the-forgotten-grape-varieties-of-champagne-and-those-who-grow-them

The “forgotten” grape varieties of Champagne and those who grow them

Feb 15, 2021 • 3 mins

Pinot Noir or Chardonnay, Blanc de Noirs or Blanc de Blancs... These are the Champagne names we have come to know and love. But much deeper secrets lie hidden in the region and its “wine of kings”. As well as the traditional grape varieties and popular blends, some winegrowers are rejoicing in growing some “forgotten” grapes. Let’s take a look at these domaines which have ventured off the beaten track.

Rare and lesser-known grape varieties

The Champagne appellation's specifications currently authorise the cultivation of 7 grape varieties. Three of them make up the majority of the vineyards: one white, Chardonnay, and two black, Pinot Noir and Pinot Meunier. The other permitted varieties, Pinot Blanc, Arbane, Petit Meslier, Pinot Gris and Fromenteau, represent only 0.3% of the Champagne vineyards, according to the Comité Interprofessionnel du Vin de Champagne (CIVC).

These “forgotten” grape varieties are the region’s old, abandoned varietals. In Champagne, we find the Arbane and Petit Meslier. Good quality, but with low disease resistance, they produce small bunches with small berries that make them difficult to press. The slow ripening of the grapes also leads to late harvests.

The CIVC preferred more productive and resistant grape varieties to these old varietals, according to Géraldine Uriel, the CIVC’s plant material project manager. However, a few winegrowers, determined to preserve this local particularity, have maintained some small plots of these forgotten varietals. We talked to three of these domaines…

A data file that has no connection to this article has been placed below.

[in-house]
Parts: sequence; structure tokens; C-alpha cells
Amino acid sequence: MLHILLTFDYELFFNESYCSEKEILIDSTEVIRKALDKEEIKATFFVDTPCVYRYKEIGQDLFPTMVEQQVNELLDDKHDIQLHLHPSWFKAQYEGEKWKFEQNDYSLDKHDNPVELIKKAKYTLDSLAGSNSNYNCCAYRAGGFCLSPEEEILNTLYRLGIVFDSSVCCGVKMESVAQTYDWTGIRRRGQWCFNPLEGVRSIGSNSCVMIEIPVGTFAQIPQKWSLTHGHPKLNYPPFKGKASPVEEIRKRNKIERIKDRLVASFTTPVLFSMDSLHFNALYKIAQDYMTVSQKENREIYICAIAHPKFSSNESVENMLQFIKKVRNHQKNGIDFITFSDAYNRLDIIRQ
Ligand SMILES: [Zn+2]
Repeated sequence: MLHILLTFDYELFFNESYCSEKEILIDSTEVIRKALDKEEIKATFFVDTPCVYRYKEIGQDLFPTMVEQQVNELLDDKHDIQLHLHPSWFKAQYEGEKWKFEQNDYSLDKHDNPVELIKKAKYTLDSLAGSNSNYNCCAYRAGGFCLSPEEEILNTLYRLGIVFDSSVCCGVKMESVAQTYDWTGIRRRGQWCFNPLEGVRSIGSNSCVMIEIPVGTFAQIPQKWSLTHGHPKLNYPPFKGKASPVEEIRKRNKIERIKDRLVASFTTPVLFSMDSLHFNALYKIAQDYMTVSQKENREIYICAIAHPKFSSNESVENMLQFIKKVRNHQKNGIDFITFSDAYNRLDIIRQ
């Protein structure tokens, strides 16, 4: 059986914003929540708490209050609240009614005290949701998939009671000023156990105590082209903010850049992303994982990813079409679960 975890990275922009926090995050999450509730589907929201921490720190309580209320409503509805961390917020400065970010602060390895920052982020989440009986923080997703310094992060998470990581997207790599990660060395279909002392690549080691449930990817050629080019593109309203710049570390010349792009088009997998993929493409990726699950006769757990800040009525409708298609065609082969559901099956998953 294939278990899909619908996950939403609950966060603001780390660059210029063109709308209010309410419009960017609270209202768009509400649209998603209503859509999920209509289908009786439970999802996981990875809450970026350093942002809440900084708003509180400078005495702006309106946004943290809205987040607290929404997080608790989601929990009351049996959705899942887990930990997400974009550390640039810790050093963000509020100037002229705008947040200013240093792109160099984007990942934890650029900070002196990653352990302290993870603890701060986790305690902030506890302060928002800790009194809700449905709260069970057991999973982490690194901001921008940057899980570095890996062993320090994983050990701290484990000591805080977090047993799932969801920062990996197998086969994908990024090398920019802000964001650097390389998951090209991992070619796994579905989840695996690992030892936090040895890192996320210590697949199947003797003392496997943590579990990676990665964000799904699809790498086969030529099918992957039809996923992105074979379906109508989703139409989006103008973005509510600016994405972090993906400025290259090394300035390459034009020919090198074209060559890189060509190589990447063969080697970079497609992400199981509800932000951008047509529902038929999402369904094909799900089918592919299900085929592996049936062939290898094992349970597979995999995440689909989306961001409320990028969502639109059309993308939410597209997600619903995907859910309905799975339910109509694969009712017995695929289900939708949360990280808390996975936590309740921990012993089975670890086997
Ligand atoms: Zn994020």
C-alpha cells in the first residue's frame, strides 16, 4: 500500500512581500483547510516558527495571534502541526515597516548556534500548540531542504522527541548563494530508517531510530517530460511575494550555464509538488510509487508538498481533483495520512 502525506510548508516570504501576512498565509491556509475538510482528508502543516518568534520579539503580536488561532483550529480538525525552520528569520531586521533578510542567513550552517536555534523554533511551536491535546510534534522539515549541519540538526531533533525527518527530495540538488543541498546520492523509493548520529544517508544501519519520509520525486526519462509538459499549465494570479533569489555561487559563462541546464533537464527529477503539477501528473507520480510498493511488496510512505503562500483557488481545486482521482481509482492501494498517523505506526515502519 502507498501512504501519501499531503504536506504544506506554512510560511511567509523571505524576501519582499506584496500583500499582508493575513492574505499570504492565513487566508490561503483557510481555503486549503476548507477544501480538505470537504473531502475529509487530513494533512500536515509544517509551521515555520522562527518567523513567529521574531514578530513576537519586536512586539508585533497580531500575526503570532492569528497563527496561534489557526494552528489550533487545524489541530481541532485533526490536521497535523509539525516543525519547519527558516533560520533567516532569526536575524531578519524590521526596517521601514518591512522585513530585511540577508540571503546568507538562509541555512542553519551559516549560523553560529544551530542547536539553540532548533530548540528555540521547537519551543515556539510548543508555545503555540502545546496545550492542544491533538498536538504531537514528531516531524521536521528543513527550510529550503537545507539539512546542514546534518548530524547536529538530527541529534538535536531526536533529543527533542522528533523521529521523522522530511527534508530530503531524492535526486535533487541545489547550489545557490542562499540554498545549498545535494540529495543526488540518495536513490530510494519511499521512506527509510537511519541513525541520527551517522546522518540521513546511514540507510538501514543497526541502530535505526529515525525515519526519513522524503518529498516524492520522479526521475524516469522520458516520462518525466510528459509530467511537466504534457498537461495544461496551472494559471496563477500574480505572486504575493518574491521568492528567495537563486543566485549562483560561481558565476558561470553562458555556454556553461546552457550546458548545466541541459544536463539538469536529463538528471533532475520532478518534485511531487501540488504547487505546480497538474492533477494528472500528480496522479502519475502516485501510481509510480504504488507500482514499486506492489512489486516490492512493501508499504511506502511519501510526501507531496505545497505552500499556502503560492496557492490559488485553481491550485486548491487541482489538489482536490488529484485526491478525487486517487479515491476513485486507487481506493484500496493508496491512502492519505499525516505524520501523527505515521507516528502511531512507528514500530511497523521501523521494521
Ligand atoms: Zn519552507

L'arbane : the white gold of Champagne

Lucien and Josette Moutard, owners of the Famille Moutard domaine in Buxeuil, grow 22 hectares of vines and one hectare of Arbane in the Côte des Bar, planted in the 1990s, vatted in 2000 and vinified in 2003 and 2004. The success of the endeavour encouraged them to continue. Today, the domaine attracts an international clientele from California, China and Hong Kong, who are looking for vintage champagnes crafted from rare grape varieties from the Champagne region.

Didié Mélé, oenologist and head of viticulture at the Alexandre Bonnet Champagne House in Les Riceys, tells us that the first Arbane vines were planted on the domaine in 2015. He considers that this varietal’s long vegetative cycle is an advantage when it comes to global warming. The Arbane can be blended or vinified on its own. Its small production, 1% of the domaine's total 45 hectares of vines, enables the Champagne House to diversify its range of wines.

The return of the "other" Pinots

Two other grape varieties can also be regarded as “forgotten”: the Pinot Gris and Pinot Blanc, which are widely grown in neighbouring wine regions but rarely in Champagne. But you can find winegrowers in Champagne who produce champagne from these varietals.

These include Claire Dérot at Domaine Dérot-Delugny in Crouttes-sur-Marne who tells us that she grows 70 ares of Pinot Gris alongside the three main grape varieties.

These Champagne winegrowers first planted the forgotten grape varieties (authorised by the appellation, but little grown in the region thus far) out of curiosity. But then opportunities opened up: the cultivation of other grape varieties, added value in terms of production, diversification in terms of taste profiles, a broader international clientele in search of something different and exciting. The Famille Moutard, the Alexandre Bonnet Champagne House and Domaine Dérot-Delugny have all realised this and have embraced these old grape varieties.

Before the arrival of phylloxera, other grape varieties such as Blanc Doré, Epinette, Chasselas Rouge, Enfumé Noir or Teinturier were also grown in the Champagne region. Cécile Marchal of the CRB-Vigne (Vine Biological Resource Centre) tells us there are still some plants of these varietals preserved in the Vassal ampelographic collection in Montpellier

These forgotten grape varieties, currently rare in the region, are fragile and more difficult to grow, but they add originality and authenticity to the wines. So, are we right to continue to “forget” them?

Article written as part of an educational project of the Wine Journalism University Diploma of the Georges Chappaz Institute - University of Reims